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Lenten Reflections: I Miss Books

Lenten Reflections: I Miss Books

Addiction, thus, is one of the saddest sins, because it involves taking that which has been given as a gift and making it a necessity, a right—air, water, grossly overstated clothing allowances. With that in mind, it becomes more necessary than ever for Lent to grab hold of me and shake loose that which was never mine to hold. My knuckles, white with pressure, bend and crack.

You see, I miss books.

I am a lifelong reader. I’ve been devouring books since I was 6. My earliest memories have to do with the bound volumes of paper and ink that began to bleed into my soul, climbing into a low-slung tree in the back yard and wasting an hour with Tom Sawyer or the Count of Monte Cristo.

In college, I was an English major, wasting my parent’s tuition money learning how to read, and then learning how to say worthless things about what I’d read. Sure, I knew the difference between Hemingway and Faulkner, and that to confuse Tolstoy and Dostoevsky was a cardinal sin, but I couldn’t eat off that.

It’s a terrible feeling when you suddenly realize that all you know how to do are things that really don’t have any bearing on your ability to support yourself. I felt like a kid who could tell you everything there was to know about Streetfighter 2 or the history of Guam, but was utterly worthless in terms of the economy.

And so, for Lent this year, I’ve given up buying books and coffee. Difficult? Given that I work in a bookstore and am inundated with the knowledge of the plethora of beautiful literature out there, yes. Given that I get 50 percent off coffee in the café, yes. Given that I look at my credit card statements and am shocked to find that I’ve given the store better than a 10th of my paycheck back in the form of books and coffee, yes.

In a culture that has no time for the written word, it’s fighting the good fight, isn’t it? To twist Bonhoeffer on his ear, I’m becoming church for the sake of the world, aren’t I, making up for the lost souls who waste their money on romance novels and self-help schlock?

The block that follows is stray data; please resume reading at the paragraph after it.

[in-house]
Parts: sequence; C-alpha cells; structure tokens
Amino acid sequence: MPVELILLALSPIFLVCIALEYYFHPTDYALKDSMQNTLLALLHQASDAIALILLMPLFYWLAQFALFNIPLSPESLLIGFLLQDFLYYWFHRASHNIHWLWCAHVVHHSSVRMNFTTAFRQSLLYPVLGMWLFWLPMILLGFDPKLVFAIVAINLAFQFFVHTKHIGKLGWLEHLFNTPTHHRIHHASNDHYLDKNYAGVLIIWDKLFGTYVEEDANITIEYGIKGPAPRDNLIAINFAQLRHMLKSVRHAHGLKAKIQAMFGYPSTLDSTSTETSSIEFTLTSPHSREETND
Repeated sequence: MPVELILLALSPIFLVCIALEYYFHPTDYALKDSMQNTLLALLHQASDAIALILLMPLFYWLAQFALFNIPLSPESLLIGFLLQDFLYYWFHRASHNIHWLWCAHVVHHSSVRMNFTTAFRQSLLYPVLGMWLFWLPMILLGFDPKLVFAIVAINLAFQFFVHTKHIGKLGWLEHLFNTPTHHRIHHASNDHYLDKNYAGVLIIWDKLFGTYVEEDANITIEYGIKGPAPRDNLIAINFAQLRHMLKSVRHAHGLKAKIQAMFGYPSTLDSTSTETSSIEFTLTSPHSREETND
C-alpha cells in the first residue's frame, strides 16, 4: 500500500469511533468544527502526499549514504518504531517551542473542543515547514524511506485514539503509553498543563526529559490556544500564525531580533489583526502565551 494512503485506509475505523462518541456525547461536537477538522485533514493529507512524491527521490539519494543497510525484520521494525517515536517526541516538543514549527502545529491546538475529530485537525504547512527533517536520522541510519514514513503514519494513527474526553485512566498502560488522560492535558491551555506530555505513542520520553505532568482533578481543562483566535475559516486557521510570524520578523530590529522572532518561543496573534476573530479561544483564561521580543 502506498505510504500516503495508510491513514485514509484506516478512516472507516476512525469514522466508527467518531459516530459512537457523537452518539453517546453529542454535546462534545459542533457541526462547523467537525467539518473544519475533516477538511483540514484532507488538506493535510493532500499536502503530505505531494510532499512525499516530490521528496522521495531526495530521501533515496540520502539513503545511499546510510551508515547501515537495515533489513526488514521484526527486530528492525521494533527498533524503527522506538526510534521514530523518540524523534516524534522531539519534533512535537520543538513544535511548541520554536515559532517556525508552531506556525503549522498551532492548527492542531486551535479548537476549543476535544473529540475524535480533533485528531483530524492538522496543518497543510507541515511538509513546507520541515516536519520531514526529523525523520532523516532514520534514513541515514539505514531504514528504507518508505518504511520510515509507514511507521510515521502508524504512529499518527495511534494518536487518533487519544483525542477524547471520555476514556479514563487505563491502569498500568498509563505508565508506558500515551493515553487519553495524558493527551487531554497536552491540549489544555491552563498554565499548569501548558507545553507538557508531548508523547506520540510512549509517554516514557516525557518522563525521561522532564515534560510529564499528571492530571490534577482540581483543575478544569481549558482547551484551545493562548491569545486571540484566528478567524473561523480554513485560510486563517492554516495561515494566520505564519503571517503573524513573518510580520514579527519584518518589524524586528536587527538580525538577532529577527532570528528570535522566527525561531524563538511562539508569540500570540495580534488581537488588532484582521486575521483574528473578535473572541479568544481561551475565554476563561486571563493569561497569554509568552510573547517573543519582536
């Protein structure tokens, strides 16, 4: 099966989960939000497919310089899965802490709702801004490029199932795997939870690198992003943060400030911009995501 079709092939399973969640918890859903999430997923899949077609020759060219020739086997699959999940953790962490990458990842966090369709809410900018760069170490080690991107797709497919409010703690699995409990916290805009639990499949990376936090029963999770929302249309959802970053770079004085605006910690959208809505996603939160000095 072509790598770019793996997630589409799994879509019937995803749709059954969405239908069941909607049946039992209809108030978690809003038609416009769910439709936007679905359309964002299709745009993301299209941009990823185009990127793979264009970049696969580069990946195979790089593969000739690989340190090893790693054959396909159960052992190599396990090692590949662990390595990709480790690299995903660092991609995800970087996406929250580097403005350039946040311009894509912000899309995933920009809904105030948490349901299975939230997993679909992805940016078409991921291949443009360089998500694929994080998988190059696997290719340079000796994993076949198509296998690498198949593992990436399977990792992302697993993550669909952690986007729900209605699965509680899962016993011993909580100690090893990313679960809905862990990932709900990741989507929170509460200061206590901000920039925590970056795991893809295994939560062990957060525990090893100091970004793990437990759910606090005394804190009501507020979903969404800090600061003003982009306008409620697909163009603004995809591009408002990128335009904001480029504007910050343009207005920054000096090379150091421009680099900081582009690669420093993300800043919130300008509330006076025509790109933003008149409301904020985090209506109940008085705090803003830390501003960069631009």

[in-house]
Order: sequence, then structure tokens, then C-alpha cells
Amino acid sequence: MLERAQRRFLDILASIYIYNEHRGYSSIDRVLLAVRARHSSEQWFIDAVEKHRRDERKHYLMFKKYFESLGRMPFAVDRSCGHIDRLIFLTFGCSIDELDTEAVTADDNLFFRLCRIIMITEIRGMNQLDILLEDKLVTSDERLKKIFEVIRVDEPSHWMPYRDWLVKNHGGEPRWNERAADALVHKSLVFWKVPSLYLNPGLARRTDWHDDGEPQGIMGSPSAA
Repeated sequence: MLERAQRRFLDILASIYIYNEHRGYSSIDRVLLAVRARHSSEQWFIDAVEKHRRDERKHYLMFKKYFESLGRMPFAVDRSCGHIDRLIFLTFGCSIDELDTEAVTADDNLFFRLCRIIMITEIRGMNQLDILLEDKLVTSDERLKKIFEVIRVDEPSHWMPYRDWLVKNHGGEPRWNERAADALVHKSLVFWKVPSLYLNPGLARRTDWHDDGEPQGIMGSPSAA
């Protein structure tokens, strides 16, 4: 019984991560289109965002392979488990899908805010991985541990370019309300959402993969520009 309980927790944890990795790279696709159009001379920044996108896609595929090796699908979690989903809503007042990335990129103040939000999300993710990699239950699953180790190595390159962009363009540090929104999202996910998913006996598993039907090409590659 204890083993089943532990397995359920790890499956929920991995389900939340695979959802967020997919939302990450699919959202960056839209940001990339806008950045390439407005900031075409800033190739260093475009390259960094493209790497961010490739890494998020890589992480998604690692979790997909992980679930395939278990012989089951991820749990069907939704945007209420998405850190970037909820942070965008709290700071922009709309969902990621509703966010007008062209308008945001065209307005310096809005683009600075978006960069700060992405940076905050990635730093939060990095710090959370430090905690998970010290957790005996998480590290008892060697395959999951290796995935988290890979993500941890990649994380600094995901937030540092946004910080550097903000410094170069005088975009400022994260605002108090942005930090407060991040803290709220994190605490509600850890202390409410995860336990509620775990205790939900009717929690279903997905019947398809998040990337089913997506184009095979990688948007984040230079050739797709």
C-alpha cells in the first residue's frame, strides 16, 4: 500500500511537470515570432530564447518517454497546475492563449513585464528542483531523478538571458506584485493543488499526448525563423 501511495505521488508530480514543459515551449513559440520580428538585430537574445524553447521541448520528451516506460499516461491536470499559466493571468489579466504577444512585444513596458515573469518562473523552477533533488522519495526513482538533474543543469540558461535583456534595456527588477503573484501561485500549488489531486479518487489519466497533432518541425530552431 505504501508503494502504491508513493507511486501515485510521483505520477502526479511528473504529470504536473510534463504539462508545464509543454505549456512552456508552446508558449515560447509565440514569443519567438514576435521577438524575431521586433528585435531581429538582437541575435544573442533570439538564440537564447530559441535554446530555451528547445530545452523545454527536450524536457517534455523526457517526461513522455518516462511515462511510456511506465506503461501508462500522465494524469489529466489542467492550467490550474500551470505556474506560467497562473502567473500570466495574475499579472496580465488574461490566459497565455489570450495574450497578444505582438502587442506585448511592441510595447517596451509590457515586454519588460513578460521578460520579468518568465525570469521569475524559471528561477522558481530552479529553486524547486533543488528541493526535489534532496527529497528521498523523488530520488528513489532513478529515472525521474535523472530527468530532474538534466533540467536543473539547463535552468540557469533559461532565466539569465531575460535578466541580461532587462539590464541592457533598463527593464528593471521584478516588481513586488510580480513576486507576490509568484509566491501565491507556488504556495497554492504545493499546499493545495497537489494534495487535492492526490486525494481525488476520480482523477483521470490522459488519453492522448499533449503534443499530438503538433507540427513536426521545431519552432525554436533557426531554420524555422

All of these unmined gems going to waste! This is my calling—to be the stopgap against these uninformed masses who have no idea what good writing consists of! Great. Noble. Exceptional, even. Except for the fact that this love has completely taken over my life.

Lent, Day One: I walk into work, fully armed from a morning of having ashes dabbed on my forehead, and smell the coffee brewing. There are few things I like more about my job than break time when I lay down some pocket change for a tall coffee with vanilla, pull a magazine off the rack and put my feet up—a punctuated period of grace in the face of a culture of abject insanity. But today, there is no coffee.

The magazine is enjoyed, flat-footed, with a cup of water. Somehow, this doesn’t feel quite right. My roommate and I both work at the store and are consequently an hour late because of the service, during which time we and the church committed to the giving up of those things that have placed themselves in direct competition to the Gospel. But why books? Aren’t they necessary goods, the endless endeavor that I want to spend my life unpacking? Why must I give up that which is my call BY GOD? Why would God cut out the thing that He has called me toward?

I closed my eyes as I stood in the throes of the Current Events section, passed the new book on the Rwandan genocide and sighed.

Lent, Day Two: I am dying. I got six hours of sleep last night. All I can taste is that terrible and bitterly pungent brew on my tongue, and wonder how much a soul goes for on the black market.

There are small black flecks on the counter in the café. I wait until the servers aren’t looking, and quietly I lick them up in the hopes they are coffee grounds seeking refuge in the outside world. I prowl the boxes of stripped books, hoping for something good. I am rebuffed by the piles of shoddy romance and hack mysteries.

Lent, Day Three: I wake up crying. Crocodile tears. I dream of Columbia, of green fields of beans and oceans of milk substitute products, of books cascading down upon me like waterfalls. I am a broken man, like an addict in the street, panhandling for dirty grounds.

What is the point in all this ridiculous work? Why give up something for 40 days and nights leading up to Easter? Why subject myself to this evil, evil deprivation? Because it’s really not that bad. This is me whining. This is my body kicking and screaming like a spoiled child, no longer abusing what was meant as a gift. This is my soul remembering that there are purposes deeper than consumption and stories older than buying and selling.

It is the slow undoing of the grips of the world that tells to consume, and the slow renewing of the grip of a God who tells me to hold on loosely to even the things I love the most. Lent is the time of preparation and remembrance for the coming of Easter, the time during which we die to those things unnecessary to be raised into life.

It is the process of being re-membered, being made more fully a part of the body of Christ, separating out the story of the Gospel from the story of culture that I am so eager to embrace. It is the birth pains.

I am being born again.


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